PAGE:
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He’s presided over the second most deadly COVID-19 outbreak in the country. He’s implemented draconian lockdown restrictions that have devastated small businesses. He’s fought with and mocked reporters trying to get basic answers to simple questions. Now, New York Gov. Andrew Cuomo (D) will get an Emmy.

On Friday, the International Academy of Television Arts & Sciences announced that Cuomo would be receiving the organization’s International Emmy Founders Award, which “celebrates the accomplishments of an individual or organization, whose work is recognized throughout the world” and which crosses “cultural boundaries to touch our common humanity.”

Past recipients include Oprah Winfrey, Al Gore, and Steven Spielberg. Cuomo will join this illustrious group because of the daily news briefings he’s given during COVID-19 in which the governor describes how terribly the pandemic is going in his state and what new restrictions on businesses and individuals his administration will impose.

“The Governor’s 111 daily briefings worked so well because he effectively created television shows, with characters, plot lines, and stories of success and failure,” said International Academy President & CEO Bruce L. Paisner in a press release announcing the award. “People around the world tuned in to find out what was going on, and New York tough became a symbol of the determination to fight back.”

As of Thursday, New York state has reported 34,206 confirmed deaths from COVID-19. That’s the most of any state in the union, and the second most per capita, behind only neighboring New Jersey.

A significant number of those deaths—some 6,500—have occurred in the state’s nursing homes, which, under a policy issued by Cuomo, were told to accept COVID-19-positive patients in an effort to free up hospital capacity. The death toll from this policy is likely much higher given that New York state hasn’t released a count of how many nursing home residents died at the hospital.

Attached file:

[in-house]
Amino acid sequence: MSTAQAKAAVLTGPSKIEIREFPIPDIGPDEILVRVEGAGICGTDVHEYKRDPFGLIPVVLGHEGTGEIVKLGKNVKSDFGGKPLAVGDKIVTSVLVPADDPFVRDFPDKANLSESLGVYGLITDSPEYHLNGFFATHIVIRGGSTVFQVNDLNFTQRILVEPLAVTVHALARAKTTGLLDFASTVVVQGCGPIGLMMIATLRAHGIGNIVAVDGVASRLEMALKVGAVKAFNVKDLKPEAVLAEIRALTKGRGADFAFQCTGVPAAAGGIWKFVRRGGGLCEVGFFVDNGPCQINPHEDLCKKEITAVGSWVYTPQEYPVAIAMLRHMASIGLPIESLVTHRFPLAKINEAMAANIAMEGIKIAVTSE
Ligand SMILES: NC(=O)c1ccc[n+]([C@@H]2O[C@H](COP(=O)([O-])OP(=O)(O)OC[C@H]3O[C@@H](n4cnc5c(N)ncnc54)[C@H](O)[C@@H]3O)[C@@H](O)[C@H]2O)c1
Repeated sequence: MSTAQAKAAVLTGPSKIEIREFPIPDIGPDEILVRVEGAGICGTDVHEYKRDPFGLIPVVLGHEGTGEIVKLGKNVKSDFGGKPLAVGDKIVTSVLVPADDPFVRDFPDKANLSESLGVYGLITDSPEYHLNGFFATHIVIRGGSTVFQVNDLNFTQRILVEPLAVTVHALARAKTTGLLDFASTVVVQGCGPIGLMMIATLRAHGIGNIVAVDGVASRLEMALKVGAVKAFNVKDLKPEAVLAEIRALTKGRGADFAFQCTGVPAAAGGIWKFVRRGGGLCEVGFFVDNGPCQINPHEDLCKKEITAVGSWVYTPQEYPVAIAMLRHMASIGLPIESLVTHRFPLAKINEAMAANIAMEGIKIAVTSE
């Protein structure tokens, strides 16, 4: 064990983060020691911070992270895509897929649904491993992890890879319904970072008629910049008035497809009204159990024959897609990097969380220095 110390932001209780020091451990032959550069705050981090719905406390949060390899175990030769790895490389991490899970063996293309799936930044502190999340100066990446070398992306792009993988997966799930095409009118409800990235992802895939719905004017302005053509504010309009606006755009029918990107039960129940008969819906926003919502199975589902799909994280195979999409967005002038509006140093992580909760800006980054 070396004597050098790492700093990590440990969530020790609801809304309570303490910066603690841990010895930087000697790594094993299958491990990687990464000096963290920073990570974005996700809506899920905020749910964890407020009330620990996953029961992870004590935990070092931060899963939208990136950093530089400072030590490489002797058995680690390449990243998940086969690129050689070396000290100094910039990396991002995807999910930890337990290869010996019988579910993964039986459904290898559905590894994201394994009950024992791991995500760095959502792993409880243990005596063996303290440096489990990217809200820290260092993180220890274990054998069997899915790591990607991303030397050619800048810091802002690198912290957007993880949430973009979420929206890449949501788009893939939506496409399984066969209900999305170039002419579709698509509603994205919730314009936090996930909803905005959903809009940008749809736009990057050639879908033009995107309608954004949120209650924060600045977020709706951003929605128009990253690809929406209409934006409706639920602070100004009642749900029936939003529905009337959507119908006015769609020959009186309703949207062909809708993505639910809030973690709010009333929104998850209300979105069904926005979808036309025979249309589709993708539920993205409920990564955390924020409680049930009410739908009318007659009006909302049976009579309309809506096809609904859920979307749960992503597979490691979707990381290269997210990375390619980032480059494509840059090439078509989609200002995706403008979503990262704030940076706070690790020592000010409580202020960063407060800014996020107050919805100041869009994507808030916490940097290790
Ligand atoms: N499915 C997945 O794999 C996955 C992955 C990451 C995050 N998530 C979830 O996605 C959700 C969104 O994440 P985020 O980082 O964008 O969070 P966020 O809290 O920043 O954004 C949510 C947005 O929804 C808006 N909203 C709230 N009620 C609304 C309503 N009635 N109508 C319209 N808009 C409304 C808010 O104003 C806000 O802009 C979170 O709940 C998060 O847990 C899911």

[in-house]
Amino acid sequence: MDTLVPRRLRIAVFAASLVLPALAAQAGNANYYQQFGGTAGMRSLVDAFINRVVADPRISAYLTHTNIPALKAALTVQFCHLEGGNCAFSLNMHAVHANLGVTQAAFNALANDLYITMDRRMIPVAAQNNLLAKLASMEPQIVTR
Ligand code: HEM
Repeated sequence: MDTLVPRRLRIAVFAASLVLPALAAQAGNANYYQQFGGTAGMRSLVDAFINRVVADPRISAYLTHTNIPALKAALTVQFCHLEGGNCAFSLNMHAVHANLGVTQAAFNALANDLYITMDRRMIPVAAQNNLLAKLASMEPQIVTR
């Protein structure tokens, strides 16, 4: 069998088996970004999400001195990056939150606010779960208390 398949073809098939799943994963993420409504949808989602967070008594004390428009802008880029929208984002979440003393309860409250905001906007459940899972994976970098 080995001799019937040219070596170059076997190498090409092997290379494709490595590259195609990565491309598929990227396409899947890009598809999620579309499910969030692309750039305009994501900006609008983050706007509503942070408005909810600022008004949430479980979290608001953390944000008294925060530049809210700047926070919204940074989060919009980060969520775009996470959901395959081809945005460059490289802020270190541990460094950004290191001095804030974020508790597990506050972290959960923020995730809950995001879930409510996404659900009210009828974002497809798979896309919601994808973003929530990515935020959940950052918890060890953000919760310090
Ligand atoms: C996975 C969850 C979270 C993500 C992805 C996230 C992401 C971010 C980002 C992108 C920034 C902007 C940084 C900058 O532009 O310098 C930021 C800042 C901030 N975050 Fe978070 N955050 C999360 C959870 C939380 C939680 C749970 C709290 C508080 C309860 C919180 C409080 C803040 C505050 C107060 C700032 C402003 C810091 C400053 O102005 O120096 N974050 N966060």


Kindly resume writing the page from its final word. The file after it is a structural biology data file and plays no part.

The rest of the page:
(There’s an active dispute about whether Cuomo literally required nursing homes to accept COVID-19-positive patients, as nursing homes claim, or whether he merely issued nonbinding guidance encouraging them to do so. Neither interpretation seems very favorable to the governor.)

Cuomo has also presided over some of the strictest lockdown policies in the country, micromanaging the conditions under which businesses have been allowed to reopen. He even conditioned reopenings on the deployment of significant police resources to enforce social distancing.

Back in September, for instance, he said he’d only allow indoor dining to resume in New York City if a 4,000-member police task force were dedicated to enforcing social distancing restrictions that would come with any reopening.

He’s been pretty bad on religious liberty too, imposing far more stringent restrictions on houses of worship than he’s applied to secular establishments.

To be sure, Cuomo isn’t getting an Emmy for being a good governor, necessarily, but rather for playing one on TV. Perhaps there’s justification for that. Despite the damage he’s done to life and liberty, some 73 percent of New York voters approved of the governor’s handling of the pandemic, according to a late October poll.  Those press conferences really did work!

Still, there are plenty of problems with Cuomo’s stage performance that should maybe disqualify him from an honor as prestigious as an Emmy.

His press briefings have become just one forum for the governor to continue his public pissing match with Mayor Bill de Blasio over what’s allowed to open in the city, when, and on what conditions. That’s generated much confusion and angst for businesses wondering if they’re allowed to make a living again, and for parents wondering if their kids can go to school.

On Wednesday, Cuomo berated reporters for trying to get clarification on whether schools in New York City would close on Thursday. (Schools in the city are now all remote.)

Given his botched pandemic response, Cuomo should be condemned by polite society the world over. Instead, he’s effectively being rewarded for turning updates on the plague-ravaged state he governors into must-see television.

That’s a disgusting prioritization of style over substance, and one wonders what exactly the folks over at the International Academy were thinking.

Cuomo will receive his award on November 23 during this year’s International Emmy Awards show that will be remote and livestreamed because of the pandemic the governor has done such a poor job of responding to.